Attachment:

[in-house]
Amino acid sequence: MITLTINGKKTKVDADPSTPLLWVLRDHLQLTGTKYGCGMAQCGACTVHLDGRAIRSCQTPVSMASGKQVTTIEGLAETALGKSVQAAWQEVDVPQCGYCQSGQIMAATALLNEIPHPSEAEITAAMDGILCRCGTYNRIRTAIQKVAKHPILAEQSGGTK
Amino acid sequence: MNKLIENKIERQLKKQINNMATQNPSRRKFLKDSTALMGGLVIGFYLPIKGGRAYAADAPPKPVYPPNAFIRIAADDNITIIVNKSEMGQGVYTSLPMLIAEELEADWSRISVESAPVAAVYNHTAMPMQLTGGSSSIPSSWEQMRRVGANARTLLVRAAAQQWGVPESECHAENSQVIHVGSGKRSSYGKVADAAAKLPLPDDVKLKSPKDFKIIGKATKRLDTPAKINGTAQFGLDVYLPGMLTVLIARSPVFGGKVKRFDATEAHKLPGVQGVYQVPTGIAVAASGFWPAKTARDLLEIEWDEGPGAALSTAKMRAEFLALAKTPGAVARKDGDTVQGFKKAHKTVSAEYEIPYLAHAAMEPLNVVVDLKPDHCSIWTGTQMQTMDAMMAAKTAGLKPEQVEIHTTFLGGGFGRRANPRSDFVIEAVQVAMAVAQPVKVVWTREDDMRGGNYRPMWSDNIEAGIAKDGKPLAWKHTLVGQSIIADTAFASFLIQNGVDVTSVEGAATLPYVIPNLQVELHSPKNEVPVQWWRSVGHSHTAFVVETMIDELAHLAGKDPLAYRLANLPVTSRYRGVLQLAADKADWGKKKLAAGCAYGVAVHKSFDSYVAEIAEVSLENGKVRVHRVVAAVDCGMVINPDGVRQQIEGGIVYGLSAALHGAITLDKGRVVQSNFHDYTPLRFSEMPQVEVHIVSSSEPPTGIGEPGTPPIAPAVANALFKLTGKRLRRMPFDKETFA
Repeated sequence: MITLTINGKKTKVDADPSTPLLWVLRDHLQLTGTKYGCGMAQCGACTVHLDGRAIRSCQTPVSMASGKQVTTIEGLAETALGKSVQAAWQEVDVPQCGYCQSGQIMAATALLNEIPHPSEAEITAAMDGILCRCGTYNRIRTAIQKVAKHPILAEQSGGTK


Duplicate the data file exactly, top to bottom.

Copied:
[in-house]
Amino acid sequence: MITLTINGKKTKVDADPSTPLLWVLRDHLQLTGTKYGCGMAQCGACTVHLDGRAIRSCQTPVSMASGKQVTTIEGLAETALGKSVQAAWQEVDVPQCGYCQSGQIMAATALLNEIPHPSEAEITAAMDGILCRCGTYNRIRTAIQKVAKHPILAEQSGGTK
Amino acid sequence: MNKLIENKIERQLKKQINNMATQNPSRRKFLKDSTALMGGLVIGFYLPIKGGRAYAADAPPKPVYPPNAFIRIAADDNITIIVNKSEMGQGVYTSLPMLIAEELEADWSRISVESAPVAAVYNHTAMPMQLTGGSSSIPSSWEQMRRVGANARTLLVRAAAQQWGVPESECHAENSQVIHVGSGKRSSYGKVADAAAKLPLPDDVKLKSPKDFKIIGKATKRLDTPAKINGTAQFGLDVYLPGMLTVLIARSPVFGGKVKRFDATEAHKLPGVQGVYQVPTGIAVAASGFWPAKTARDLLEIEWDEGPGAALSTAKMRAEFLALAKTPGAVARKDGDTVQGFKKAHKTVSAEYEIPYLAHAAMEPLNVVVDLKPDHCSIWTGTQMQTMDAMMAAKTAGLKPEQVEIHTTFLGGGFGRRANPRSDFVIEAVQVAMAVAQPVKVVWTREDDMRGGNYRPMWSDNIEAGIAKDGKPLAWKHTLVGQSIIADTAFASFLIQNGVDVTSVEGAATLPYVIPNLQVELHSPKNEVPVQWWRSVGHSHTAFVVETMIDELAHLAGKDPLAYRLANLPVTSRYRGVLQLAADKADWGKKKLAAGCAYGVAVHKSFDSYVAEIAEVSLENGKVRVHRVVAAVDCGMVINPDGVRQQIEGGIVYGLSAALHGAITLDKGRVVQSNFHDYTPLRFSEMPQVEVHIVSSSEPPTGIGEPGTPPIAPAVANALFKLTGKRLRRMPFDKETFA
Repeated sequence: MITLTINGKKTKVDADPSTPLLWVLRDHLQLTGTKYGCGMAQCGACTVHLDGRAIRSCQTPVSMASGKQVTTIEGLAETALGKSVQAAWQEVDVPQCGYCQSGQIMAATALLNEIPHPSEAEITAAMDGILCRCGTYNRIRTAIQKVAKHPILAEQSGGTK